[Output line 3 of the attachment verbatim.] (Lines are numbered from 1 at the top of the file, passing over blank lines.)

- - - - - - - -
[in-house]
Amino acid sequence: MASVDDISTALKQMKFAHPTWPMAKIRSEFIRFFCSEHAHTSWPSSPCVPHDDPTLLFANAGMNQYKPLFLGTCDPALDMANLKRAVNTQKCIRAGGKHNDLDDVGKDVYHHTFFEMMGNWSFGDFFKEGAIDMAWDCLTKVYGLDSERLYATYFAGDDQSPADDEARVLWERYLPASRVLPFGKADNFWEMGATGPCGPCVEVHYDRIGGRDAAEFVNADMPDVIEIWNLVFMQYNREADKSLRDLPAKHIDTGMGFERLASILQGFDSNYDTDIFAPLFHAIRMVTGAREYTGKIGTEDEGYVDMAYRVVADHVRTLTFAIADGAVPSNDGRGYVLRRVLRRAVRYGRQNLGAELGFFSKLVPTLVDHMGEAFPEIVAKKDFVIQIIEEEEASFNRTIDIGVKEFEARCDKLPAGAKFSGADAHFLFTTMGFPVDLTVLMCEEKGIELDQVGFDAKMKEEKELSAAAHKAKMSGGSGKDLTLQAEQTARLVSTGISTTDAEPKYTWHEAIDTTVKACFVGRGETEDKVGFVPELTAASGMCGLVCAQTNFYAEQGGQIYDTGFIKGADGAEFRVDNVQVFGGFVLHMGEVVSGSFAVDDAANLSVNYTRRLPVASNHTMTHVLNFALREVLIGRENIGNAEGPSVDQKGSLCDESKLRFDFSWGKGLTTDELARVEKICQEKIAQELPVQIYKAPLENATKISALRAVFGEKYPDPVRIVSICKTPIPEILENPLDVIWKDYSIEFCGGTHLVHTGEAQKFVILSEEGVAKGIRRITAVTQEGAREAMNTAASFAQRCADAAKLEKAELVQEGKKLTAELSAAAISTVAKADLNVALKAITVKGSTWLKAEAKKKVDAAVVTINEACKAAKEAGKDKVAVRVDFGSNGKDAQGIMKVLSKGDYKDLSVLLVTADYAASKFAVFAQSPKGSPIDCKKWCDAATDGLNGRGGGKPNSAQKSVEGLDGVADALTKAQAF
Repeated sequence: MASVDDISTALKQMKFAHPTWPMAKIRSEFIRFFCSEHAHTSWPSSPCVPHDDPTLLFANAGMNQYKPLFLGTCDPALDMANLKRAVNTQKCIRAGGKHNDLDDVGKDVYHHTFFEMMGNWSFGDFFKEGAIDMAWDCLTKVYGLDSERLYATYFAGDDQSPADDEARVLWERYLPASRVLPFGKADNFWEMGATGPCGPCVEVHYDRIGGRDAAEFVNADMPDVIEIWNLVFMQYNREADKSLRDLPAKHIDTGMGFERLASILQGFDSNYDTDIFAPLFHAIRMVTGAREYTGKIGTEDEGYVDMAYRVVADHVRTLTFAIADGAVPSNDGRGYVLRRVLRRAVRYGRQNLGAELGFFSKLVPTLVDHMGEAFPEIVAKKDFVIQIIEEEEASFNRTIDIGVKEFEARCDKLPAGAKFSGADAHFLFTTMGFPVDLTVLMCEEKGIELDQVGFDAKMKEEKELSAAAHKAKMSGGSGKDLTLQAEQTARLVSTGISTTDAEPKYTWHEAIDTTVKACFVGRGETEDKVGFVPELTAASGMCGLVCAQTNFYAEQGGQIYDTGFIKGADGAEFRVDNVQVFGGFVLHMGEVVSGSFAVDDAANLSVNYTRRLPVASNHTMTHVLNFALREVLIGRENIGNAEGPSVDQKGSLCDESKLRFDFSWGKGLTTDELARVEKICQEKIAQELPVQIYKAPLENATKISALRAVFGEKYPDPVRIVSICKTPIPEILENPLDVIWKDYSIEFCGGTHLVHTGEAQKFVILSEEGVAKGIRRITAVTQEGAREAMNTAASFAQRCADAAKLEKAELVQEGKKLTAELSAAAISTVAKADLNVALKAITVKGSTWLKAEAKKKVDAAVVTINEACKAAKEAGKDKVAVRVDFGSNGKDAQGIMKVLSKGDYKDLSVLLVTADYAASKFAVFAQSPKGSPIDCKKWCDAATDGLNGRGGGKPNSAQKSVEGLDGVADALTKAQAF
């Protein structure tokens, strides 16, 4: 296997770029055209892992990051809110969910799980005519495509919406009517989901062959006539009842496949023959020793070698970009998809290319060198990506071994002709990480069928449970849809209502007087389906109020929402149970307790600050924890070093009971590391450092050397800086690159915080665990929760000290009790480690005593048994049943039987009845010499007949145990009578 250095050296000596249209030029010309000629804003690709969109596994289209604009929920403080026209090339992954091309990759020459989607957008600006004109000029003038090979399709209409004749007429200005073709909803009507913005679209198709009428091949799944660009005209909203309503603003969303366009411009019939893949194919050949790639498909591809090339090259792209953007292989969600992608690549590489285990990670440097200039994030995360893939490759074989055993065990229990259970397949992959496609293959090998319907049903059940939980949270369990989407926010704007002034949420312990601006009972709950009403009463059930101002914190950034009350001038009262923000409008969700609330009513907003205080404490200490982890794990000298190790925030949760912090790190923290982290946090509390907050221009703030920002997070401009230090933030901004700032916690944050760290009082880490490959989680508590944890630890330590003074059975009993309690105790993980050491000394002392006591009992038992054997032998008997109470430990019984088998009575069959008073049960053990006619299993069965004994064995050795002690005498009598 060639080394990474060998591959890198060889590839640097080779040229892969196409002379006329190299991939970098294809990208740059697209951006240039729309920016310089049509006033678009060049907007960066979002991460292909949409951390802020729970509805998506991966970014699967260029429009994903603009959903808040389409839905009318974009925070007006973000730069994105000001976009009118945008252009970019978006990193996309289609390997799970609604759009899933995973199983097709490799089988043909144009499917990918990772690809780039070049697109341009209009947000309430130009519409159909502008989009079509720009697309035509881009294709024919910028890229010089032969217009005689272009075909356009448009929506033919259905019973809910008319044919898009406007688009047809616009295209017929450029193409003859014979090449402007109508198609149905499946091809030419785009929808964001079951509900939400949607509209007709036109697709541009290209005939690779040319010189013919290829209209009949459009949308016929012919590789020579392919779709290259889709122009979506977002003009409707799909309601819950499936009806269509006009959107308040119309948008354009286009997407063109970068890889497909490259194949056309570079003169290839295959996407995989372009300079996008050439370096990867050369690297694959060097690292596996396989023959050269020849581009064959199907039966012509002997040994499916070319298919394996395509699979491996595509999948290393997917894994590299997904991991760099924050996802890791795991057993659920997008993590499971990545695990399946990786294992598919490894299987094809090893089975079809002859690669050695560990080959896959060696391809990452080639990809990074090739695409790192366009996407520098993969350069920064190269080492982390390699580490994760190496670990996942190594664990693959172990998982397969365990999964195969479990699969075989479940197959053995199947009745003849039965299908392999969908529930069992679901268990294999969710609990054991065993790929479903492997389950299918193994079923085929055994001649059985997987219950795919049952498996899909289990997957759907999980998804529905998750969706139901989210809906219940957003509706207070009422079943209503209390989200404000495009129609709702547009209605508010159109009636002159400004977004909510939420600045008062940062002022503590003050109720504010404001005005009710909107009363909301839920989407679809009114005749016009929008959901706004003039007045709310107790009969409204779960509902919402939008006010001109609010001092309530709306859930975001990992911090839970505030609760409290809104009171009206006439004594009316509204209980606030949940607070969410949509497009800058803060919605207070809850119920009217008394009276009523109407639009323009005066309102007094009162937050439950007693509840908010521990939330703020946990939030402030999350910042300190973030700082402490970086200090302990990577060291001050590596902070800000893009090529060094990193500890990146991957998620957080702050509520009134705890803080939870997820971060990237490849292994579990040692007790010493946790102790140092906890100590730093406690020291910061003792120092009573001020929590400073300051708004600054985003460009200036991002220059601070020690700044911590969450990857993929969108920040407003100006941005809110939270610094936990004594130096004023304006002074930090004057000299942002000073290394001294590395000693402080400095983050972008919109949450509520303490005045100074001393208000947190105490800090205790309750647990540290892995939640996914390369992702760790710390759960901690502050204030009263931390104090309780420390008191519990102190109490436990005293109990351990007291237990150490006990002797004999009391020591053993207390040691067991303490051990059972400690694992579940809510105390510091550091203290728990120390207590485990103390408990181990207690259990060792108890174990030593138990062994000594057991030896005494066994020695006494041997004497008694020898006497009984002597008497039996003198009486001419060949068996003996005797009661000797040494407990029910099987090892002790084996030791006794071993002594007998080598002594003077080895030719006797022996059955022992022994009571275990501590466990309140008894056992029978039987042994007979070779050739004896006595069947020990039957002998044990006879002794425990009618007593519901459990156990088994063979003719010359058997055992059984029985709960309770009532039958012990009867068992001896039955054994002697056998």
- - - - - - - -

Repeated sequence: MASVDDISTALKQMKFAHPTWPMAKIRSEFIRFFCSEHAHTSWPSSPCVPHDDPTLLFANAGMNQYKPLFLGTCDPALDMANLKRAVNTQKCIRAGGKHNDLDDVGKDVYHHTFFEMMGNWSFGDFFKEGAIDMAWDCLTKVYGLDSERLYATYFAGDDQSPADDEARVLWERYLPASRVLPFGKADNFWEMGATGPCGPCVEVHYDRIGGRDAAEFVNADMPDVIEIWNLVFMQYNREADKSLRDLPAKHIDTGMGFERLASILQGFDSNYDTDIFAPLFHAIRMVTGAREYTGKIGTEDEGYVDMAYRVVADHVRTLTFAIADGAVPSNDGRGYVLRRVLRRAVRYGRQNLGAELGFFSKLVPTLVDHMGEAFPEIVAKKDFVIQIIEEEEASFNRTIDIGVKEFEARCDKLPAGAKFSGADAHFLFTTMGFPVDLTVLMCEEKGIELDQVGFDAKMKEEKELSAAAHKAKMSGGSGKDLTLQAEQTARLVSTGISTTDAEPKYTWHEAIDTTVKACFVGRGETEDKVGFVPELTAASGMCGLVCAQTNFYAEQGGQIYDTGFIKGADGAEFRVDNVQVFGGFVLHMGEVVSGSFAVDDAANLSVNYTRRLPVASNHTMTHVLNFALREVLIGRENIGNAEGPSVDQKGSLCDESKLRFDFSWGKGLTTDELARVEKICQEKIAQELPVQIYKAPLENATKISALRAVFGEKYPDPVRIVSICKTPIPEILENPLDVIWKDYSIEFCGGTHLVHTGEAQKFVILSEEGVAKGIRRITAVTQEGAREAMNTAASFAQRCADAAKLEKAELVQEGKKLTAELSAAAISTVAKADLNVALKAITVKGSTWLKAEAKKKVDAAVVTINEACKAAKEAGKDKVAVRVDFGSNGKDAQGIMKVLSKGDYKDLSVLLVTADYAASKFAVFAQSPKGSPIDCKKWCDAATDGLNGRGGGKPNSAQKSVEGLDGVADALTKAQAF